Team Yukon played their final game at the national championship in Calgary on Thursday afternoon
Team Yukon wrapped up their eighth and final game at the 2021 Scotties Tournament of Hearts in Calgary on Thursday afternoon.
“It was amazing, we learned a ton,” said skip Laura Eby.
Yukon’s roster was Eby, Laura Williamson, Tamar Vandenberghe, Lorna Spenner and alternate Darlene Gammel.
The team finished with a 0-8 record in Pool A of the national championship, but played close ends and improved throughout the week, Eby said.
“It’s unfortunate we didn’t pick up our game at the beginning of the week — I think we could have got some wins,” she said.
“When we implemented what we learned, we started to play much better, and actually started to come back and were very close to winning a game.”
Eby’s first four games were played against two Manitoba wild card teams — Beth Peterson and Mackenzie Zacharias — as well as Nova Scotia’s Jill Brothers and former Olympian and three-time Canadian champion Rachel Homan from Ontario.
“We had a few ends that were blowouts, and the reality is everybody curled pretty good, but we’re playing against full-time curlers that play and that is their job,” Eby said.
In the second half of the week, Eby said they began implementing a more defensive strategy, hitting more rocks out of the house and keeping things clean.
“We learned to hit everything, to save ourselves from getting those big five-enders or four-enders against us, because that’s what really killed us in the end,” she said.
“As soon as we kept things clean, and just kept hitting, their scores started to drop down and ours started to come up.”
In the last half of the tournament, Eby played close games against Krysta Burns, representing Northern Ontario, and defending Canadian champion Kerri Einarson. They lost those games 7-8 and 7-11, respectively. They also played Kerry Galusha of the Northwest Territories and Laura Walker of Alberta.
It was the first time at the Scotties for the foursome, who have been playing together for several years.
“We just tried to pretend that we were back home, just playing a regular game,” Eby said.
“Of course, lots of things trigger the pressure. You walk onto the ice with Homan or Walker, and you’ve got to put that aside, and not focus on it, and just focus on the game.”
The team worked to fight nerves in the first half of the week, she said.
“We shook it off, and the team itself held together really well. We had lots of giggles and had lots of fun.”
Eby has been playing with Williamson for about nine years, Vandenberghe for five years and Spenner for two years. She said the team’s familiarity made a big difference on the ice.
Team Yukon also had more ice time under their belts than many other teams, because COVID-19 restrictions closed curling clubs across Canada for most of the season. Several teams attending the Scotties this year stepped onto the national stage this week to play their first competitive game in a year.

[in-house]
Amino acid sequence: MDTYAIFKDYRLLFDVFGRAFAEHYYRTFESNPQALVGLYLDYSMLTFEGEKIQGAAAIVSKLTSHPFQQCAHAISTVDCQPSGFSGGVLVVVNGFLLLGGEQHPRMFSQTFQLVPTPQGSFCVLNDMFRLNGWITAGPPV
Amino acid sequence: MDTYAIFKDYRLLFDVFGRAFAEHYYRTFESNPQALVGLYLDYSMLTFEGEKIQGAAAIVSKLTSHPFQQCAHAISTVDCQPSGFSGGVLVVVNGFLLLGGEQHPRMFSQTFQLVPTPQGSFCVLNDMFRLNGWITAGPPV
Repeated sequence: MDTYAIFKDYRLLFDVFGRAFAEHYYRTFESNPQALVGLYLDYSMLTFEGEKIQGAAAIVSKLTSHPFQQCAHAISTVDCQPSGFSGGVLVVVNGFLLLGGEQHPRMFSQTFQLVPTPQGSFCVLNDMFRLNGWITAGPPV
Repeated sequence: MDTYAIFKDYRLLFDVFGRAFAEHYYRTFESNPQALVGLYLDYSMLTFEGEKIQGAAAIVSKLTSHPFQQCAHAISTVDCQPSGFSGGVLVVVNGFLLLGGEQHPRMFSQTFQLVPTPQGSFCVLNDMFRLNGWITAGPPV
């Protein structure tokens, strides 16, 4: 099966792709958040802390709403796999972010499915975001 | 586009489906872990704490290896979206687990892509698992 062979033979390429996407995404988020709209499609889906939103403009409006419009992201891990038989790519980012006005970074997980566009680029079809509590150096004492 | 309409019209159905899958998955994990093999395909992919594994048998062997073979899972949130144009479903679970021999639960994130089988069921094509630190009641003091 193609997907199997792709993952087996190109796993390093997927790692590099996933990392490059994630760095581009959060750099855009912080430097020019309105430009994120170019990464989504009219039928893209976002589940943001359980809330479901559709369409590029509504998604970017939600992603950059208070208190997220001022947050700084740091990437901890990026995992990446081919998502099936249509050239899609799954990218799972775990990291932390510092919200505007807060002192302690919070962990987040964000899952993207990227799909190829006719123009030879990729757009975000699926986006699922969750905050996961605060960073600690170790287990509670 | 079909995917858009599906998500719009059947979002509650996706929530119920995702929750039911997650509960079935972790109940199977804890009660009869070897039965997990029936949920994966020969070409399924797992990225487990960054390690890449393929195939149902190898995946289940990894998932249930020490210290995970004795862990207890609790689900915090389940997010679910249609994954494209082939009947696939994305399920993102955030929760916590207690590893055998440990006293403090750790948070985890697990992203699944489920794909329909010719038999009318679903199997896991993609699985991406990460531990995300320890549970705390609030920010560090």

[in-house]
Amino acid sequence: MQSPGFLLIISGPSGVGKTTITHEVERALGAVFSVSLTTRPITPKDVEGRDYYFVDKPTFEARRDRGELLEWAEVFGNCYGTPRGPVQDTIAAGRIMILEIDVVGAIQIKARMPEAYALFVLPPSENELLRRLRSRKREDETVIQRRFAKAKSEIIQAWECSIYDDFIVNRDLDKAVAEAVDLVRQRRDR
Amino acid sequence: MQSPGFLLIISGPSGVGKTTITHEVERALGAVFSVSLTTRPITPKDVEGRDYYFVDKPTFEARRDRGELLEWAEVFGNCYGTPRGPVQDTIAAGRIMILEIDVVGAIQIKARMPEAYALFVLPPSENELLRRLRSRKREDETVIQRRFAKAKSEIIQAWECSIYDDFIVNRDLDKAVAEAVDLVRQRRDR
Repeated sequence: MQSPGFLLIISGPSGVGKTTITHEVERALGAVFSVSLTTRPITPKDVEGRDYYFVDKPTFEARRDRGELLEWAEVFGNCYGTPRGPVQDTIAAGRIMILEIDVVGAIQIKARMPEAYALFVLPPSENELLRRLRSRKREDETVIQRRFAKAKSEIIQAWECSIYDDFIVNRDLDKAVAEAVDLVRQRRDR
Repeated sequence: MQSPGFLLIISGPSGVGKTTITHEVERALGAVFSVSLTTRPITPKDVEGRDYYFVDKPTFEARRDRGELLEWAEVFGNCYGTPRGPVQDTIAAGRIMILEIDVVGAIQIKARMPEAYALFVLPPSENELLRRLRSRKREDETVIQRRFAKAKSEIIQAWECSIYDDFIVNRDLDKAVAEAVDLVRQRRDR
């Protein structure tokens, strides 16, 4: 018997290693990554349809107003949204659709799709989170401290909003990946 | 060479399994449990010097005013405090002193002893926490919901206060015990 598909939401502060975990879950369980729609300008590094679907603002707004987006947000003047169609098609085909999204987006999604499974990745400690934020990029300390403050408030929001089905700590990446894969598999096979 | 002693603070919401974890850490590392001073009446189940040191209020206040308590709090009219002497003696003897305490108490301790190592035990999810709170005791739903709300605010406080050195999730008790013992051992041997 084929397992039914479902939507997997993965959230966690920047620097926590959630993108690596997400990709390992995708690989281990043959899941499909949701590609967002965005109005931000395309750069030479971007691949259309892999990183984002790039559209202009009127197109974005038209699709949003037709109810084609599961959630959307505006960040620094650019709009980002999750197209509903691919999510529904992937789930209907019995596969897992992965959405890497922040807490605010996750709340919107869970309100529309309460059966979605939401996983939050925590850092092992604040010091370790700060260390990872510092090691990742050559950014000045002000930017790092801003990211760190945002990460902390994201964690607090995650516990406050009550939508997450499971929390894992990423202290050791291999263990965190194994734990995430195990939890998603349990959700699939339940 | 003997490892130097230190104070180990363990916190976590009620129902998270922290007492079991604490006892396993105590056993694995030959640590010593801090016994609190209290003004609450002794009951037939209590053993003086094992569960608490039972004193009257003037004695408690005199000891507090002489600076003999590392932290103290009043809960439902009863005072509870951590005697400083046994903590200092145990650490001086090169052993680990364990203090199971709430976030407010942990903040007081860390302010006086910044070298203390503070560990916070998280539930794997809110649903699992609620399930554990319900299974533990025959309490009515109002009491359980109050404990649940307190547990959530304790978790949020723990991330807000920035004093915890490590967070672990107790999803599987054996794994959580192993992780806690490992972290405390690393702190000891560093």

“Some teams had their moments that they probably wouldn’t have had, had they been playing on a regular basis. But, you know, they got back on the ice and they were just as good as they were last season,” Eby said.
The Scotties kicked off with round-robin play on Feb. 19, and played a gruelling schedule of eight games in less than a week.
Playing in the Scotties during a pandemic created a very different experience, as well. With no fans in the stands, Eby said the stadium was much quieter than it would usually be.
The pandemic restrictions also meant teams were required to take four COVID-19 tests during the tournament — one before arriving, one upon arrival and two more after the tournament began.
“Thankfully, every single person here was negative on every set of tests, so that was amazing,” Eby said.
“Everybody followed the protocols, and we were able to get through it.”
The Scotties is the first of three tournaments set to take place in the Calgary curling bubble. The men’s national championship will begin on March 6 and mixed doubles nationals will begin on March 18.
Curating a national curling event during a pandemic is new territory for Curling Canada, and Eby said the isolation rules for curlers shifted a bit as the week went forward.
“This was the guinea pig, so they learned a lot as well,” Eby said.
“As we went through the week, at the beginning we were getting four, five or six emails a day with changes to the protocols. But now they’ve figured that all out.”
Curlers were only allowed to share space during games and pre-game meetings. The rest of the time was spent in isolation, in separate hotel rooms. There also wasn’t the usual roster of events and social activities outside of game time.
Eby said her team received unwavering support from the Yukon during the week.
“The support from friends and family has been amazing. When we have a tough time, they’re right with us, telling us, ‘You got the next one,’ which is nice,” Eby said.
“We didn’t come with any great expectations, we came for the experience and all the little things counted — especially when we stole points (from big teams).”
Round-robin play ended on Feb. 25 with Saskatchewan’s Sherry Anderson, Manitoba’s Jennifer Jones and Quebec’s Laurie St-Georges tied at six wins and two losses in Pool B. Ontario’s Homan and Team Canada’s Einarson tied with seven wins and two losses in Pool A, with wild card team Peterson and Alberta’s Walker tied for third place with five wins and three losses. The top six teams will continue to the championship round this weekend.